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Long case art deco clock runs on car battery - identify please, or any information.
Bought at general auction some years ago because I loved the elegant, simple art deco design. Have been unable to find anything similar to this clock searching Google. I'd love to know something about it. Inside the case, at bottom is a special compartment to hold a car battery (I was told this) and the connector is there for this purpose. Stands 175 cm high.
The clock face does not appear to have any markings, nor does the case. Two glass inserts in door for the clock face and to see pendulum. Pendulum is silver metal.
The last picture shows inside of door.
It is probably some type of self-winding clock; that is, the battery periodically winds a small spring or weight attached to the movement that provides the power to keep the pendulum going. I doubt if it should be a car battery. Clocks like this often use 3 volts for the winding (two old-style dry cells). I would guess from the case style it's English or German, rather than American. You might find the maker's name on the front or back of the movement. If you could remove the dial and photograph the movement, it might be possible to tell you who made it even if it isn't marked, and to confirm what type of mechanism it is.
Looking again more closely, the mechanism seen below the dial, next to the pendulum, may be a Hipp toggle device. As the pendulum swing slows, the toggle catches and closes a circuit which allows current to flow from the battery energizing an electromagnet which gives the pendulum a push. In this case, there is no small spring or weight to wind. A clearer picture would verify this, but it would also be good to see behind the dial.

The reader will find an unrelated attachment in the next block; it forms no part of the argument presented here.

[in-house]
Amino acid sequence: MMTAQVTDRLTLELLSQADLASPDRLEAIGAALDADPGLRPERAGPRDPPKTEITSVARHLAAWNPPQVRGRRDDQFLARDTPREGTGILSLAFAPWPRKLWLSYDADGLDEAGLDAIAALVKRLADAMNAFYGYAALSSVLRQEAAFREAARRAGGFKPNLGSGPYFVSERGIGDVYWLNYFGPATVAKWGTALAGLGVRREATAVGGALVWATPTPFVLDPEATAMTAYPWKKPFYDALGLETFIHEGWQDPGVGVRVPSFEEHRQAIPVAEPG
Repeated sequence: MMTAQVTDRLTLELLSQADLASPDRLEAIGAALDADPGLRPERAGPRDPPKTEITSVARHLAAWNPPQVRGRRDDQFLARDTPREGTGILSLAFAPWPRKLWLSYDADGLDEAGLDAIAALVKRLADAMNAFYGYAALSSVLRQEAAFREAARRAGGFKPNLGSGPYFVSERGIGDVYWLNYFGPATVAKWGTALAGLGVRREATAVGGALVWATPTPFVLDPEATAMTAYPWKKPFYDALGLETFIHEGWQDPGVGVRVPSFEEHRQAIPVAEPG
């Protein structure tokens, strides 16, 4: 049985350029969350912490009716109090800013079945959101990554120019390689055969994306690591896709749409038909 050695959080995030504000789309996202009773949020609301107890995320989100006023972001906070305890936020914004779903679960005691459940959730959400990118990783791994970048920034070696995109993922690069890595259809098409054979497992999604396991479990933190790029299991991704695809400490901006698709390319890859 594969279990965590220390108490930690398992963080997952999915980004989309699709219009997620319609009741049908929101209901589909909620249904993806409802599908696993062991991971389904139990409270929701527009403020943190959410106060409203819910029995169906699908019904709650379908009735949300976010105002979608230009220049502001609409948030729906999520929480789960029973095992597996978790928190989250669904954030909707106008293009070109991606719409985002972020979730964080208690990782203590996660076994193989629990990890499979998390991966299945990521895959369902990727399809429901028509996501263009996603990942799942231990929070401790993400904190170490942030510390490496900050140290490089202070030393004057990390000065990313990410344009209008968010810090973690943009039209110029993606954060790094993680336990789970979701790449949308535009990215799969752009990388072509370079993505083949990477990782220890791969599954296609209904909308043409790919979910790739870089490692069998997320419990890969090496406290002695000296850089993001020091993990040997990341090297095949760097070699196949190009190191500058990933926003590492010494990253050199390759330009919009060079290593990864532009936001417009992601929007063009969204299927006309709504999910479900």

Was able to use mobile phone camera to check back of clock face. Engraved is Shim or Chim or some word like that. Does this help? I think it is in right hand corner of 1st photo, upside down. The 2nd photo show behind the clock face. The 3rd is working visible under clock face. I have also found two clamps in floor of the case 25 amp.
I doubt if the writing means anything. I can't understand the pictures well enough--can't tell what's up or down or how it all fits together. You could try posting all the photos here, on a forum of the National Assoc. of Watch and Clock Collectors: http://mb.nawcc.org/forumdisplay.php?20-Electric-Horology
Perhaps somebody will recognize it. I think you have to register, but this part of the site is free for the public to use.
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